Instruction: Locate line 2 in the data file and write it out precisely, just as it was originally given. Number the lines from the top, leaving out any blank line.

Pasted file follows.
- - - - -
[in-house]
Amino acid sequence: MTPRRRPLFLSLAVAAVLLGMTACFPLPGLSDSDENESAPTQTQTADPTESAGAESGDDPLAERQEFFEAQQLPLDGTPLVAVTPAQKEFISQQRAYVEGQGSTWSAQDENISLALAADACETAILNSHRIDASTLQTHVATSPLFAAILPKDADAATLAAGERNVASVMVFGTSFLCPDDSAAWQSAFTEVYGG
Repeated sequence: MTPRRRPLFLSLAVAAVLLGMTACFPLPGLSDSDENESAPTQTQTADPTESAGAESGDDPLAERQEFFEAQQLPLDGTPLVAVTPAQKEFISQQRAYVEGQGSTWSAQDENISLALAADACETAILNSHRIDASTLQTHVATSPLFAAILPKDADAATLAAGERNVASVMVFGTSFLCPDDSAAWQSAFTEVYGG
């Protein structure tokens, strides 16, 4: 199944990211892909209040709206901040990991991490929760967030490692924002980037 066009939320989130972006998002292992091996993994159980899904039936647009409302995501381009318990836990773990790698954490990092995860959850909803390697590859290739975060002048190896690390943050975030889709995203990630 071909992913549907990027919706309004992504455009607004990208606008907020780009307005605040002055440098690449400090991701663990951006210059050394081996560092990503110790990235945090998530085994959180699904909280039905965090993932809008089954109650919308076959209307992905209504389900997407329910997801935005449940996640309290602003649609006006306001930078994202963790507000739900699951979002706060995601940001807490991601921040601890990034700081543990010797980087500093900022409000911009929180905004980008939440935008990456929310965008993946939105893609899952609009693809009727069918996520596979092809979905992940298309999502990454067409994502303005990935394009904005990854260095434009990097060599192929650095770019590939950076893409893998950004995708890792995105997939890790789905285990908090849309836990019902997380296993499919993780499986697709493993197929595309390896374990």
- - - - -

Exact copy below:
Amino acid sequence: MTPRRRPLFLSLAVAAVLLGMTACFPLPGLSDSDENESAPTQTQTADPTESAGAESGDDPLAERQEFFEAQQLPLDGTPLVAVTPAQKEFISQQRAYVEGQGSTWSAQDENISLALAADACETAILNSHRIDASTLQTHVATSPLFAAILPKDADAATLAAGERNVASVMVFGTSFLCPDDSAAWQSAFTEVYGG